In this blog we answer your questions on whether you need to write a new Will. People often assume that once written, a Will is good for the rest of their life. Alternatively, people often believe their Will needs updating every year or so. However, whether your will needs changing is usually determined by changes that have occurred in your personal or financial circumstances. Or it may depend on whether your personal or financial circumstances of your family and your future beneficiaries have changed. Our professional will writing solicitors can answer all your will writing queries.
Do I Need A New Will?
Much depends upon your individual personal and financial circumstances.If nothing significant has changed for you or any of your beneficiaries recently you may be fine with the will you have. However, if your will was made a good while ago,, or drafted by a non-specialist solicitor, it may not be as tax efficient as it could be.
Sometimes a person decides that they would like to make further bequests or specific requests for family members or friends (such as a sentimental gift to a child). If this is the case, it may be possible to do this by getting your Wills and estate planning solicitor to prepare a codicil – a supplemental document to your existing Will.
In other scenarios, it is easier and potentially less confusing for a new Will to be drawn up. For example, if beneficiaries in your existing Will have moved or changed their name because of marriage or divorce.
Often, people don’t realise that their Will is no longer fit for purpose and needs a complete rewrite. That is because changes in personal or financial circumstances may not seem legally significant to you but they can be.
You Need A New Will If…
- Your original executors have passed away and there is no substitution of executor in your Will
- You married or have remarried
- You have separated from your wife, husband, civil partner or partner
- A new relationship has begun; you still need estate planning advice on whether you want to leave a share of your estate to your new partner. If you don’t review your estate planning and take appropriate action then you may increase the prospects of a claim being made against your estate or a challenge to your Will.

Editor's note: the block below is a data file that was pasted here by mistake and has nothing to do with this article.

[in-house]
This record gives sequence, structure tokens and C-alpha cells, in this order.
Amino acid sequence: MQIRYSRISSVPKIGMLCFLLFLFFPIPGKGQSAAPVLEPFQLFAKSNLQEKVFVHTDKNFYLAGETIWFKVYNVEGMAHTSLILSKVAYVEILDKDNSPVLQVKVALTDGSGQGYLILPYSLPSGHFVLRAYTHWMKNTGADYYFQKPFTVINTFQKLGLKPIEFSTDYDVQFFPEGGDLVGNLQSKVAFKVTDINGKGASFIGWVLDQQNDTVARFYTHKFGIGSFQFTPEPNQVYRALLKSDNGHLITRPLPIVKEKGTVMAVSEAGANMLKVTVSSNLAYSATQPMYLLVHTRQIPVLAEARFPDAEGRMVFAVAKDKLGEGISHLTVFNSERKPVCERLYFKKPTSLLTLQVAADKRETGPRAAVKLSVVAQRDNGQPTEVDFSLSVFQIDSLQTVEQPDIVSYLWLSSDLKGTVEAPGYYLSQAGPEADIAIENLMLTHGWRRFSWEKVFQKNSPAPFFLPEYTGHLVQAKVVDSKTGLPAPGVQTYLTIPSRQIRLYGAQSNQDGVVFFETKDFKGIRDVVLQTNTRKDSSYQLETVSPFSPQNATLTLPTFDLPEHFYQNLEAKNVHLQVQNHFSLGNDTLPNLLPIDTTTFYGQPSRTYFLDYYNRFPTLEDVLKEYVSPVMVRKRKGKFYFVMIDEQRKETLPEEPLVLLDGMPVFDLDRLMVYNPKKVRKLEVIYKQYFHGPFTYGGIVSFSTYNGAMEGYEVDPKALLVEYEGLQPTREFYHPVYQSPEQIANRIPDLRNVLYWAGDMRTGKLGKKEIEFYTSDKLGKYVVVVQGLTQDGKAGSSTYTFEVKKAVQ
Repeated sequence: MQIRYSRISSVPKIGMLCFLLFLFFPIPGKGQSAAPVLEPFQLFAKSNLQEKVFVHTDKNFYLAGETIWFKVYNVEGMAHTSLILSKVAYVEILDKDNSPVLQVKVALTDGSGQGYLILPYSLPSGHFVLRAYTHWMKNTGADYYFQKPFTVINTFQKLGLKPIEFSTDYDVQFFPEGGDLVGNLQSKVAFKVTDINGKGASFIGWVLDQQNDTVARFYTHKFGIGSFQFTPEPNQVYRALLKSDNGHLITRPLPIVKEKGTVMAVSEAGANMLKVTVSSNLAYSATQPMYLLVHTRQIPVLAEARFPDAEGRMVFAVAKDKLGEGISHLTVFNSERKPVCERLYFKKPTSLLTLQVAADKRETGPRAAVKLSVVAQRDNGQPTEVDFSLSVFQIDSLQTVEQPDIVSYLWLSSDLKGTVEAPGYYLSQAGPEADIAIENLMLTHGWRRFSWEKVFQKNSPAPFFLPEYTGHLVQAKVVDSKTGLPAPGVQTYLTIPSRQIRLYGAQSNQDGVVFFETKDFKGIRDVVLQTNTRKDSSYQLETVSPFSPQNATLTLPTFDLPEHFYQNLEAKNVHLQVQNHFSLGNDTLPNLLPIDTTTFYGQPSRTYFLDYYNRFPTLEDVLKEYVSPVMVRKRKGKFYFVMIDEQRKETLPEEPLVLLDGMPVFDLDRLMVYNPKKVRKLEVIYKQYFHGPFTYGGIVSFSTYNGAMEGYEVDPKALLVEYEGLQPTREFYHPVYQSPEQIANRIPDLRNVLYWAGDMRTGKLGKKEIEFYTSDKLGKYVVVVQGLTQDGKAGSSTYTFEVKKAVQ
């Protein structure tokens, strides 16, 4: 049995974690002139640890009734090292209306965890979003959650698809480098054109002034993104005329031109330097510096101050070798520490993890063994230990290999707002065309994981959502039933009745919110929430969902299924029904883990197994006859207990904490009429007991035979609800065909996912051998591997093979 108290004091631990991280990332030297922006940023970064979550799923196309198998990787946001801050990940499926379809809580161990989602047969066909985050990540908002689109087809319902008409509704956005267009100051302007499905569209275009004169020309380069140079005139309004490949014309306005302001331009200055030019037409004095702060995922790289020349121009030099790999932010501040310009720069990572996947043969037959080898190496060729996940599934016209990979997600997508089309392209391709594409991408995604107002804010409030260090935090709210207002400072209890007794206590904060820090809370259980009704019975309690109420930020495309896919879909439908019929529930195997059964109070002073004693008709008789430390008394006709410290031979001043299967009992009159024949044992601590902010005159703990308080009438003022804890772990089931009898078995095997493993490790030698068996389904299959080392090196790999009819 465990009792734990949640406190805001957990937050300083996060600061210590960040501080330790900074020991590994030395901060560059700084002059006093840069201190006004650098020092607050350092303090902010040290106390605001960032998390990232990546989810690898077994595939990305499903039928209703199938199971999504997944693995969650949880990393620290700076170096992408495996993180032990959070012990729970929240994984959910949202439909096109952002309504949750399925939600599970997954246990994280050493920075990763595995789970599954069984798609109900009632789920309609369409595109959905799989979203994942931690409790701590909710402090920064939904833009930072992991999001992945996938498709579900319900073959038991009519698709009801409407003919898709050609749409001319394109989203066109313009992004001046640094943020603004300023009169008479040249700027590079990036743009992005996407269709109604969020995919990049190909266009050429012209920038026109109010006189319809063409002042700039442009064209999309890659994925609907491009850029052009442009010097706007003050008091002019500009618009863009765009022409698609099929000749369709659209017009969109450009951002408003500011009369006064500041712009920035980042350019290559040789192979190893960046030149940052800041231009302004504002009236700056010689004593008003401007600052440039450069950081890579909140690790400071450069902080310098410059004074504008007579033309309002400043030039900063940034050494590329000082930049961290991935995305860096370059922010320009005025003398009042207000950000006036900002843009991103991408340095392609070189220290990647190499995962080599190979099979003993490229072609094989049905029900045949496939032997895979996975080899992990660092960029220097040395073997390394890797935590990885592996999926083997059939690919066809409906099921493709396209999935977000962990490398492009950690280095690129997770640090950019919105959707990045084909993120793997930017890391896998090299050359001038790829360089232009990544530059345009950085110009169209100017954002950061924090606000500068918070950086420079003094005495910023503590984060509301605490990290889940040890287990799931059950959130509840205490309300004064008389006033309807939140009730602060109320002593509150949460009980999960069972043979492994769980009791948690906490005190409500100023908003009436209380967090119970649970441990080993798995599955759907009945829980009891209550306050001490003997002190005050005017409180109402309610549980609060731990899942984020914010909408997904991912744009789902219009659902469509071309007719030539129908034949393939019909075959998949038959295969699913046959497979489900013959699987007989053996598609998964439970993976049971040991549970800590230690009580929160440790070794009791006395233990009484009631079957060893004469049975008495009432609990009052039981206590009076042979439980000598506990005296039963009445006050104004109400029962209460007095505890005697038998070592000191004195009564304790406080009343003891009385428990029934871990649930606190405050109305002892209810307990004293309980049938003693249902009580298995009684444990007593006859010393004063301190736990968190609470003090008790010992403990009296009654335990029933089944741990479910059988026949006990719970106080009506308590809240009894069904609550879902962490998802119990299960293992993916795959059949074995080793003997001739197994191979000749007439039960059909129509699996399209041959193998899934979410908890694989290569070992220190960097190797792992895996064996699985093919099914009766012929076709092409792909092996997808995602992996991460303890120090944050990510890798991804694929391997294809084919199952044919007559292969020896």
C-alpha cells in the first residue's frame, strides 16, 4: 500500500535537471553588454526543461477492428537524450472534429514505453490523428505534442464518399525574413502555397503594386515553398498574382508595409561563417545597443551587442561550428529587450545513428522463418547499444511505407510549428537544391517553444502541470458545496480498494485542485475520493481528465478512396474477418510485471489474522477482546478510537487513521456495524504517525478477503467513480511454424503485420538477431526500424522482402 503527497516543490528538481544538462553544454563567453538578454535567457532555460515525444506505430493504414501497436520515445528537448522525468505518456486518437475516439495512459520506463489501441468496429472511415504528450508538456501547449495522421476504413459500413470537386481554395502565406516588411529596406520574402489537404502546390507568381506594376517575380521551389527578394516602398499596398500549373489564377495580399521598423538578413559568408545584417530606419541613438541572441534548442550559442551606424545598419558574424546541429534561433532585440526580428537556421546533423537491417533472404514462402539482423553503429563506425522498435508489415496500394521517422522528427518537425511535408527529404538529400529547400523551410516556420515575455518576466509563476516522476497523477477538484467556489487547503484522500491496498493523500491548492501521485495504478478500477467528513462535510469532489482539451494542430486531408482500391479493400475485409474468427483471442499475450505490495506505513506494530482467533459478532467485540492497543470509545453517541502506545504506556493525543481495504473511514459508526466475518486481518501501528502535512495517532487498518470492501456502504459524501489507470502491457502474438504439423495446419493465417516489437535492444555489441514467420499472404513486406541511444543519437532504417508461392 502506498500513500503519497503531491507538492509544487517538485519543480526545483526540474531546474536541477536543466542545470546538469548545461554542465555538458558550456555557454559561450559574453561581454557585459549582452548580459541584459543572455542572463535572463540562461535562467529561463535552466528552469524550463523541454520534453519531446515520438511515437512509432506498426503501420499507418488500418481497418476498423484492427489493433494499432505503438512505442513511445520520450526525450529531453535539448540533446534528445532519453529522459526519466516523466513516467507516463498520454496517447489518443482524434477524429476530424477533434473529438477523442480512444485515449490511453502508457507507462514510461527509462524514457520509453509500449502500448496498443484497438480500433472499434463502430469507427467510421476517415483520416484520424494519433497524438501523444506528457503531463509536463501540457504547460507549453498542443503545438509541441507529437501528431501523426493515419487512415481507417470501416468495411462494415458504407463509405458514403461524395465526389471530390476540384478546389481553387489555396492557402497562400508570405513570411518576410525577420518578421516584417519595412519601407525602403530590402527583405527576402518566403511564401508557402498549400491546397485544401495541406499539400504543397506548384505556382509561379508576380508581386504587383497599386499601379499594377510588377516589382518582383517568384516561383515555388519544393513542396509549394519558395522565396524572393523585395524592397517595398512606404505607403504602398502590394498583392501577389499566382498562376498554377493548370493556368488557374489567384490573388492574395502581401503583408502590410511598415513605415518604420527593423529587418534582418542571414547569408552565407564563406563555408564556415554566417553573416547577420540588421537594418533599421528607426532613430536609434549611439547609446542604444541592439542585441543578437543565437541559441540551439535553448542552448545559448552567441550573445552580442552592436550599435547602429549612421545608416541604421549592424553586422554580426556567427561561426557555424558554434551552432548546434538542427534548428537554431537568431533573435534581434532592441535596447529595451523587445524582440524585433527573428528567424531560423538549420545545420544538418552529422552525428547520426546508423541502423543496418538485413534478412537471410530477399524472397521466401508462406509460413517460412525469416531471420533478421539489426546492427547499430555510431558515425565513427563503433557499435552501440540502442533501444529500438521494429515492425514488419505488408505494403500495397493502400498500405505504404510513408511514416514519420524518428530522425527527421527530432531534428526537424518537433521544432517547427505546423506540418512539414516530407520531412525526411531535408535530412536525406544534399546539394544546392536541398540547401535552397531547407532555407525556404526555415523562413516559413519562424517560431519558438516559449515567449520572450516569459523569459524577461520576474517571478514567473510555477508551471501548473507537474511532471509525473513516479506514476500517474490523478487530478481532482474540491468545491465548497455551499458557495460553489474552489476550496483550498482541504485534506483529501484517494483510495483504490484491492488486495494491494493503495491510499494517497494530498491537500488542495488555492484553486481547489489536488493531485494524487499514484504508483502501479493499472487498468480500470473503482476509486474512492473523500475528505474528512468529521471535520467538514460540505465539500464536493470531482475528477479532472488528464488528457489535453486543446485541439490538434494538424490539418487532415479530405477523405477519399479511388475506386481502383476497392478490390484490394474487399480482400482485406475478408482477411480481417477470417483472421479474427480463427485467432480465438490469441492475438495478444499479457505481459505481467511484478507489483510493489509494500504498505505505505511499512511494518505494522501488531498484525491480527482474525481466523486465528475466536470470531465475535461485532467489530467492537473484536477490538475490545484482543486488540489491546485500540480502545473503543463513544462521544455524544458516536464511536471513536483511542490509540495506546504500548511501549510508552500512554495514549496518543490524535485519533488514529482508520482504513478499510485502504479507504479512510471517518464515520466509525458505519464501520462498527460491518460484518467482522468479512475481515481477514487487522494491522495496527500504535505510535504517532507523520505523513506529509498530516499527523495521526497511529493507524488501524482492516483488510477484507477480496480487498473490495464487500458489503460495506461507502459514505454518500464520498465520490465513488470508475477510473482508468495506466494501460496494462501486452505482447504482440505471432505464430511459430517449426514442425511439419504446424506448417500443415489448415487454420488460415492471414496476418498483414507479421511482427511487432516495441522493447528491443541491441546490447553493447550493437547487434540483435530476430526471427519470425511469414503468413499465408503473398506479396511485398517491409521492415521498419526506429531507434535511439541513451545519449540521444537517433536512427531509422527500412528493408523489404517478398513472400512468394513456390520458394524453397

- You have new step children or step grandchildren and they aren’t already included in your Will.
- Covering unforeseen events; if your original Will doesn’t set out what will happen if one of your beneficiaries dies before you or specifically names your children or grandchildren but you now have had additional births within the family.
- Age of inheritance – you may want to change the age that your beneficiaries can inherit. Learn about setting up a trust here.
- Your beneficiary’s personal or financial circumstances have changed.
There are many reasons why your Will may need to be reviewed. It is best to take legal advice every couple of years to double check that your Will still meets your needs and protects your family and loved ones. Our professional will writing solicitors can answer all your queries.
Making a New Will
When making a new Will, you will need to consider certain things that may have changed since writing your last Will.
Destroying the previous Will
If you had previously made a Will and have now made a new one, it is important that the previous Will(s) and codicil(s) are destroyed. This means that when you die, there will be no confusion as to which Will is legally valid.
This is especially important if certain provisions have been made in a previous Will which have since been changed. For this reason, the disposal of all old Wills and codicils is essential.
If will writing solicitors drew up a Will on your behalf, they are likely to have a copy of it. Ask them to destroy it for you, or better still, give it to you so that you can collect all the copies of your Will and codicils and then destroy them yourself.
Once the old Will is destroyed, the new Will should contain a clause revoking all previous Wills and codicils. This way it is no longer valid in law.
What Is A Codicil?
A codicil is a straightforward document that needs to be signed and witnessed in the same way as a will. It allows amendments to an existing will rather than having to completely rewrite it.
There are no rules about what you can change using a codicil; it could be anything from a single word to whole sections.However, we suggest using codicils for very small changes, as they can make executing your will more complicated. A codicil has to be signed and witnessed in the same way as your original will, but you don’t have to use the same witnesses.
Don’t use someone as a witness if they or their spouse benefits from a gift in the codicil; it will make the gift to them (in the codicil) invalid.
- Adding a codicil is usually cheaper than writing a new will.
- A codicil should be kept with your original will. They can get lost and raise questions over the original will.
- If you’re changing several parts of your will, it’s usually better to write a new will.